- Press Release
- September 25, 2022
ISS Expedition Two Science Operations Status Report for Friday, March 23, 2001
Flight Engineer Jim Voss today set up and activated the first science
experiment installed in the Destiny laboratory module on the International
The Bonner Ball Neutron Detector – one of three radiation experiments
planned for Expedition Two – is now busy measuring neutrons, which are
uncharged atomic particles that can penetrate living tissues. This
experiment is sponsored by the National Space Development Agency of Japan –
one of NASA’s International Space Station partners.
Voss thanked the Payload Operations Center on their setup instructions.
Controllers passed his comments to the Human Research Facility team, which
developed the procedures.
Voss set up the Bonner Ball Control Unit, which has a computer drive where
radiation measurements will be stored. He also activated the Detector Unit,
which consists of 6 detector spheres that measure radiation of different
spectra. When neutrons pass through the detector, it causes a reaction that
allows the radiation to be measured.
At the end of Expedition 2, Bonner Ball will be returned to Earth on Space
Shuttle mission STS-108, set for November.
One of the main science goals of Expedition 2 is characterizing the
radiation environment inside the orbital laboratory. The Space Station is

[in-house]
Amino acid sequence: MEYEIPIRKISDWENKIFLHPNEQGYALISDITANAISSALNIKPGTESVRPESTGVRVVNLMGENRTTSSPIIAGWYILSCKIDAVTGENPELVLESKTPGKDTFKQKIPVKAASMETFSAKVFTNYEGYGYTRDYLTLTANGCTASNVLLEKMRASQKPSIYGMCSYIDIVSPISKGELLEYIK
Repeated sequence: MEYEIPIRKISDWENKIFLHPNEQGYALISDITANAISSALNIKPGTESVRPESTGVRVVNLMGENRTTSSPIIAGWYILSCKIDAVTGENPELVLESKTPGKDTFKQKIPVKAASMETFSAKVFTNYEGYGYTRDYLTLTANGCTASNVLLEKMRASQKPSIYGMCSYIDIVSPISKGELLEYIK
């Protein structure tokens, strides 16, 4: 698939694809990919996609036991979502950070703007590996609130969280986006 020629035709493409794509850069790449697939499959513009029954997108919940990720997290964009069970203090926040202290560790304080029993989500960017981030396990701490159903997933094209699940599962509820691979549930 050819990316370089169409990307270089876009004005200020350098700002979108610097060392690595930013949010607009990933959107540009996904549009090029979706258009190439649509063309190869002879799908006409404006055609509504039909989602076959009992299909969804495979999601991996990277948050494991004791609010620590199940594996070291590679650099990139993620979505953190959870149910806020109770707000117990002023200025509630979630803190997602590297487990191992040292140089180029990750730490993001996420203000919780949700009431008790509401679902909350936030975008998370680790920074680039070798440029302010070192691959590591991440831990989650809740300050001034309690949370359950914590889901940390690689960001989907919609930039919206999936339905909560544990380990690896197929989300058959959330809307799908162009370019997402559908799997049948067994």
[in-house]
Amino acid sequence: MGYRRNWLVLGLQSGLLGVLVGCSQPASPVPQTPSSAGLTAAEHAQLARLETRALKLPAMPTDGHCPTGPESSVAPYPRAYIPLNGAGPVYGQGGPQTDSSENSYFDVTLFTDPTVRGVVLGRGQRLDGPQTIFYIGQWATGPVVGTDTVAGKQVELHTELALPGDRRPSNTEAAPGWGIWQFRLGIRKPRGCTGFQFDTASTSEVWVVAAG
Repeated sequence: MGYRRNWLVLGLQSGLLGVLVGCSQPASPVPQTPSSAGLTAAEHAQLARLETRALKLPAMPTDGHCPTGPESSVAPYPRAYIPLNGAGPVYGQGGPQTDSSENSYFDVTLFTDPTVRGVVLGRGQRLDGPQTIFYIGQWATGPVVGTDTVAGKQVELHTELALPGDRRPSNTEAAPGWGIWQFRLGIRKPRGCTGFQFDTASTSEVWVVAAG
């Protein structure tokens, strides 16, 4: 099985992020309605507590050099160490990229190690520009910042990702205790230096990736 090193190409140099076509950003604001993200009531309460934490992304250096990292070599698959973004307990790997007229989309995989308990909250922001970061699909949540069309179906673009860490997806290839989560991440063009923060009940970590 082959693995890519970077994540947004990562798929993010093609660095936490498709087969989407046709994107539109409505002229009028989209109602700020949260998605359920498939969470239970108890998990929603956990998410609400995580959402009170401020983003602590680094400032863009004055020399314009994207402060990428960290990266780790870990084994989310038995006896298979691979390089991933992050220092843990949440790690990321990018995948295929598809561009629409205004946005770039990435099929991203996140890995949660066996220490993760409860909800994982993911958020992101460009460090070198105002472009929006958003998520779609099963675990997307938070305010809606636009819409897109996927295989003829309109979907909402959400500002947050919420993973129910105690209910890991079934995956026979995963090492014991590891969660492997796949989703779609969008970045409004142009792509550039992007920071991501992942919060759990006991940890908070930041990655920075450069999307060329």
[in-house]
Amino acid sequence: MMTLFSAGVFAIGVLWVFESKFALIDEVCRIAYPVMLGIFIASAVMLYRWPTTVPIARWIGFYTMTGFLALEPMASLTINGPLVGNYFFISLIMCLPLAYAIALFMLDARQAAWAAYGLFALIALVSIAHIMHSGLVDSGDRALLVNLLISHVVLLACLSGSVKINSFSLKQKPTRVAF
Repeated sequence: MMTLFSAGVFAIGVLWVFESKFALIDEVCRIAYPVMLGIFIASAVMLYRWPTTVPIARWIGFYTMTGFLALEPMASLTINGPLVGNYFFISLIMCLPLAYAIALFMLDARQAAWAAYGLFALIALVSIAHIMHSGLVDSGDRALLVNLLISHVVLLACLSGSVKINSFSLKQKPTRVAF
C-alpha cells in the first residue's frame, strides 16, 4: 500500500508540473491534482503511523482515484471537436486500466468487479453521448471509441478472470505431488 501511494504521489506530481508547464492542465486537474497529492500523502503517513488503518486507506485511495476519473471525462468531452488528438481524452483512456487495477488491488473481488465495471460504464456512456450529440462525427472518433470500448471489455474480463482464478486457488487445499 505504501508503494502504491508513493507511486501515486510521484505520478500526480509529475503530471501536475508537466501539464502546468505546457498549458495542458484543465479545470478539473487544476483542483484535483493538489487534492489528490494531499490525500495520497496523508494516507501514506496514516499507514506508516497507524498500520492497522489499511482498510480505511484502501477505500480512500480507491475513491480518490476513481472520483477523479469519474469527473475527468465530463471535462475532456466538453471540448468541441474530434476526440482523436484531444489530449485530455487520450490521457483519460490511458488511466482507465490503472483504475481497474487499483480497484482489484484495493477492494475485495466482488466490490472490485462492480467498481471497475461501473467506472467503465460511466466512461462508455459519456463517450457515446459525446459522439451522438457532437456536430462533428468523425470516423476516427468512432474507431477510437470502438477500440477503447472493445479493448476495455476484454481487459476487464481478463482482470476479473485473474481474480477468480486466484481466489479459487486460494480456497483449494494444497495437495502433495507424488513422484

orbiting above Earth’s protective atmosphere, which blocks a variety of
Although the International Space Station provides shielding, some radiation
still gets through. Radiation is made up of a variety of particles and
energy. That’s why several different types of detectors are needed to
measure all the different types of radiation.
Two more radiation experiments – the Dosimetric Mapping experiment and
Phantom Torso – will be set up later.
Today also marked the first time that the Payload Communications Manager
talked with an Expedition Two crew member. Voss talked with PAYCOM Alan
Johnston about Bonner Ball experiment procedures.
The Payload Operations Center cadre here is busy planning the roster of
upcoming science activities. Among those are activation and checkout of the
Human Research facility rack, transferred to Destiny during the recent
STS-102 Space Shuttle mission, and activation of the Medium Rate
Communications Outage Recorder, or MCOR. During periods when the Space
Station is out of communications range with ground stations and satellites,
the MCOR stores volumes of science data. Later, the data can be transferred
to Earth. The Payload Operations Center in Huntsville schedules and conducts
use of this system by investigators.
Editor’s Note: The Payload Operations Center at NASA’s Marshall Space Flight
Center in Huntsville, Ala., manages all science research experiments aboard
the International Space Station. The center is also home for coordination of
the mission-planning work of a variety of international sources, all science
payload deliveries and retrieval, and payload training and payload safety
programs for the Station crew and all ground personnel.